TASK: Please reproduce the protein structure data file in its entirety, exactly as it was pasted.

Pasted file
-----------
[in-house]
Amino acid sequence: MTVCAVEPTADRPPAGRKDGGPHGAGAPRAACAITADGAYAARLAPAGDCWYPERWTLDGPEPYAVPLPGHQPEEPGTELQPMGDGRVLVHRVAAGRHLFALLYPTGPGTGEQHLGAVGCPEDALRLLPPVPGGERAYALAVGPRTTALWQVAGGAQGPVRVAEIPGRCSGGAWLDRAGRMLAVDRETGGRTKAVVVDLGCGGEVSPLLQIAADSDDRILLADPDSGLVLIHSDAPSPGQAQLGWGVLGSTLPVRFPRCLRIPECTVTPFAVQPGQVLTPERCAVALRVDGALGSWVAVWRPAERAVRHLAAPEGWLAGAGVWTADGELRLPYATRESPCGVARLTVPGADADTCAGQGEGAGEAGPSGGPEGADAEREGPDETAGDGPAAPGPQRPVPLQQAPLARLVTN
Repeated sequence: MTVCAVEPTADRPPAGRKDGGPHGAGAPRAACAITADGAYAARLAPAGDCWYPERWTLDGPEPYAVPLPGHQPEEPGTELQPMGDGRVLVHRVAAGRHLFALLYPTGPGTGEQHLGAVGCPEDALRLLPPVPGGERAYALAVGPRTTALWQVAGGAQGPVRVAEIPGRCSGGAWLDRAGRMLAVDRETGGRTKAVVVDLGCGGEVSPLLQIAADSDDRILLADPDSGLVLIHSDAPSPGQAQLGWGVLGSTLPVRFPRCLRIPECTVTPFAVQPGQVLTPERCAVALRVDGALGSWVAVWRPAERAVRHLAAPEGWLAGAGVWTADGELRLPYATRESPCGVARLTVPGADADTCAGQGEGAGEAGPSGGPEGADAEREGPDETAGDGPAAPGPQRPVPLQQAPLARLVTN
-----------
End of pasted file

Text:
[in-house]
Amino acid sequence: MTVCAVEPTADRPPAGRKDGGPHGAGAPRAACAITADGAYAARLAPAGDCWYPERWTLDGPEPYAVPLPGHQPEEPGTELQPMGDGRVLVHRVAAGRHLFALLYPTGPGTGEQHLGAVGCPEDALRLLPPVPGGERAYALAVGPRTTALWQVAGGAQGPVRVAEIPGRCSGGAWLDRAGRMLAVDRETGGRTKAVVVDLGCGGEVSPLLQIAADSDDRILLADPDSGLVLIHSDAPSPGQAQLGWGVLGSTLPVRFPRCLRIPECTVTPFAVQPGQVLTPERCAVALRVDGALGSWVAVWRPAERAVRHLAAPEGWLAGAGVWTADGELRLPYATRESPCGVARLTVPGADADTCAGQGEGAGEAGPSGGPEGADAEREGPDETAGDGPAAPGPQRPVPLQQAPLARLVTN
Repeated sequence: MTVCAVEPTADRPPAGRKDGGPHGAGAPRAACAITADGAYAARLAPAGDCWYPERWTLDGPEPYAVPLPGHQPEEPGTELQPMGDGRVLVHRVAAGRHLFALLYPTGPGTGEQHLGAVGCPEDALRLLPPVPGGERAYALAVGPRTTALWQVAGGAQGPVRVAEIPGRCSGGAWLDRAGRMLAVDRETGGRTKAVVVDLGCGGEVSPLLQIAADSDDRILLADPDSGLVLIHSDAPSPGQAQLGWGVLGSTLPVRFPRCLRIPECTVTPFAVQPGQVLTPERCAVALRVDGALGSWVAVWRPAERAVRHLAAPEGWLAGAGVWTADGELRLPYATRESPCGVARLTVPGADADTCAGQGEGAGEAGPSGGPEGADAEREGPDETAGDGPAAPGPQRPVPLQQAPLARLVTN